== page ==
At the time of digi-broidery’s conception I had two concerns. Firstly, digital print is opening up a whole new world of possibilities but as I believe it there is still some uncertainty of how to take it to the next level. Rather than transferring photographs onto fabric or illustrating them graphically, I wanted to create a completely new print technique. Secondly, I have always loved the embroidery and embellishment of handmade fashion but find it quite difficult to wear due to its fragility. Digi-broidery therefore aims to make prints that have a hypereal aesthetic of intricate handiwork yet can be worn and handled effortlessly because it is a digital print process. It’s actually a very complex process even with the Arts Council funding, it took 9 months to develop and saw me travelling to Iran to research hand embroidery and back to the UK to work with Claire Mason, a graphic design in. Digi-broidery is something I really want to push the boundaries of with my next collection.
Design is a complex process and yours are often an array of intricate looking forms. Who or what are your personal design influences?
This collection grew very organically and so did the design influences. I have a real soft spot for touristic gaze that sees a culture as a postcard image. One day I was in a book shop in Green Park and came across a stunning, thick bounded book on Persian carpets, I knew instantly that I had to use these in some way! With this collection I really went to my cultural roots and dipped back and forth between traditional eastern influences and contemporary sensibilities. ‘Berrypolitan’ in particular is built on the traditional design of domes that can usually be found in Islamic architecture. The domes don’t relate to my London sensibilities so I jammed Miu Miu heels, skulls and cocktails into them.
Designing the collection was fabulous and fun, I spent days in designer boutiques collecting a library of images to use and days at the Victoria and Albert Museum looking at their carpet collection! I can’t wait to start researching my next collection.
We are invited into a distinguished world in your website description:
“Jafari invites you to bask in a world where majestic creatures drag Christian Louboutin heels across endless domes filled with ruby red lipsticks – where nocturnal, gem-encrusted birds take nightwatch over enchanted trees dripping with strawberry pink muffins. A wonderlust of Eastern landscapes exploding with iconic perfumes, vintage Cartier and luscious cocktails. ‘Ladybirds Strawberry Cosmos’ blends Eastern rhythms with a cosmopolitan sophistication that tantalizes and delights”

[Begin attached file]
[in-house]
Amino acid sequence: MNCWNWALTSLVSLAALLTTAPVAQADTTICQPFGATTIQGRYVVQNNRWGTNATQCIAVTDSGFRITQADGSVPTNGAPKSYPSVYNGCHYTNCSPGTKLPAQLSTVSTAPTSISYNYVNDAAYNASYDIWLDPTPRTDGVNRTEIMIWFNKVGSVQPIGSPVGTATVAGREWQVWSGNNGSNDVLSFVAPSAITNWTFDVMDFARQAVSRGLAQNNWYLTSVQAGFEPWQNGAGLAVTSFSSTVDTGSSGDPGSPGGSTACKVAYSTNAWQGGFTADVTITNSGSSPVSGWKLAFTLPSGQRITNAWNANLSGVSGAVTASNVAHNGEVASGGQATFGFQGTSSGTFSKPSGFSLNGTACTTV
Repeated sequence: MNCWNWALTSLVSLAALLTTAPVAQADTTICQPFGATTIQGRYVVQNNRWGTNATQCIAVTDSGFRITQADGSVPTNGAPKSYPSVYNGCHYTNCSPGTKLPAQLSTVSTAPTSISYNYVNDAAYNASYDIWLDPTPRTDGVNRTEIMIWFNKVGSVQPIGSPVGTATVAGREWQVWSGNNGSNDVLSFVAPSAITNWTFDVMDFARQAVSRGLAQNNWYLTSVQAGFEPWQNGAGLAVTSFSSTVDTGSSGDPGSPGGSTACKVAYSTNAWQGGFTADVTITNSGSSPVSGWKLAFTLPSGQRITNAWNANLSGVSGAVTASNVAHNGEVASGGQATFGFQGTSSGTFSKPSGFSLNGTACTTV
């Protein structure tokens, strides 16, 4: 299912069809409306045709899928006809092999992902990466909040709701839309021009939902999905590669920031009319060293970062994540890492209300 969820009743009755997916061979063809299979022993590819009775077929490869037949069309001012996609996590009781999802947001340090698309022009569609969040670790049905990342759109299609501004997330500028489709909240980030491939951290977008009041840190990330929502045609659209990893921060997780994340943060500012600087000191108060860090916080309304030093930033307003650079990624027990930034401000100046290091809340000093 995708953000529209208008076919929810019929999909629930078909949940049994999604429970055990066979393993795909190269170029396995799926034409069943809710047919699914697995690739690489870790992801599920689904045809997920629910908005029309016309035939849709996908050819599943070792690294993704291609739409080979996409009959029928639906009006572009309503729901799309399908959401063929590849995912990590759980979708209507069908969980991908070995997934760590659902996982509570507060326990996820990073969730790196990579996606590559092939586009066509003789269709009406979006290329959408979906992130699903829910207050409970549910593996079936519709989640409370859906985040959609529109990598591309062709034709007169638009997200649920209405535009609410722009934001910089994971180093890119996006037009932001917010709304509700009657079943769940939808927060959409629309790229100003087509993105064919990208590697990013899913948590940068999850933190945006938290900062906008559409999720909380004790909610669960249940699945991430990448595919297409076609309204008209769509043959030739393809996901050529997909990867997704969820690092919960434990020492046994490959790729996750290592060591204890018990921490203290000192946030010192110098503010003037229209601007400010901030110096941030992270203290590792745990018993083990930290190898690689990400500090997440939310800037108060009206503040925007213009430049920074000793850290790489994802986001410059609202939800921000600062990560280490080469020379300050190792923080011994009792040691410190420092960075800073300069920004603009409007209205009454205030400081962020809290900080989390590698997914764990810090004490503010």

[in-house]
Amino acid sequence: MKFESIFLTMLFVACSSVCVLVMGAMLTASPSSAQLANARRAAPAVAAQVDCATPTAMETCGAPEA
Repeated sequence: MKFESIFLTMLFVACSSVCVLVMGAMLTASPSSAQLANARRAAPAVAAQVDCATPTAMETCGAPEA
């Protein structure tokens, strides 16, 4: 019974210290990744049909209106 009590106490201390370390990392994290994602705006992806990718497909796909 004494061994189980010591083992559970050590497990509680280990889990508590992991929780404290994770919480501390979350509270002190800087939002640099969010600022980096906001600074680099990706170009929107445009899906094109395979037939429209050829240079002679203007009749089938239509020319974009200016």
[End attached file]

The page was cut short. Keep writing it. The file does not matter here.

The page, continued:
What kind of woman would wear a Mia Jafari scarf?
When designing, I imagine a nomadic, globe-trotting bird of paradise making her nest from Chanel lipsticks, Dior sunglasses, Christian Louboutins, vintage Cartier and treasures found from her travels. The type of woman I picture wearing my scarves has the spirit of that bird of paradise.
Where in London are you based?
I live and work in east London by Victoria Park. In the summer I like to get away from it all and live by the sea in Brighton.
Describe the day in the life of Mia Jafari.
I’m a workaholic! During the 9 months of developing this first collection I worked 16 hours a day, every day. Now things have developed and I include time for PR and sales where my working day is controlled by the normal working hours of other companies. My morning starts with hot yoga (which keeps me focused and on track), then about 3 hours of admin and meetings. At about 3/4 pm I actually can start designing and don’t stop till 3am! I have a few research days per week (more so in the summer) where I visit galleries, museums and shops, snapping images on my blackberry and sketching ideas to incorporate into my designs.
What is in your sketchbook?
When I was at CSM I had so many sketchbooks, but now I work on the computer I only have a very ripped, old sketchbook always to hand, which I use a line sheet in-progress. Each A3 double page is dedicated to one design and I rework the pages, taking things out and adding new ideas as I go along. In my sketchbook I have images of vintage Cartier jewellery, perfume bottles, colour swatches, Persian miniature paintings, sketches and actual embroidery pieces.
Being a new brand which has already had significant press and acclaim (Vogue, Nylon magazine and Grazia), what do you want to see in the near future for Mia Jafari scarves?
I have been approached by so many young girls wanting to purchase a scarf but unable to afford the limited edition price tag. Therefore I would love to collaborate with a company to make a more affable priced diffusion line. I would love the world inside my scarves to be accessible to all!
Words: MEGAN McDOWELL
Images: SARAH MORTON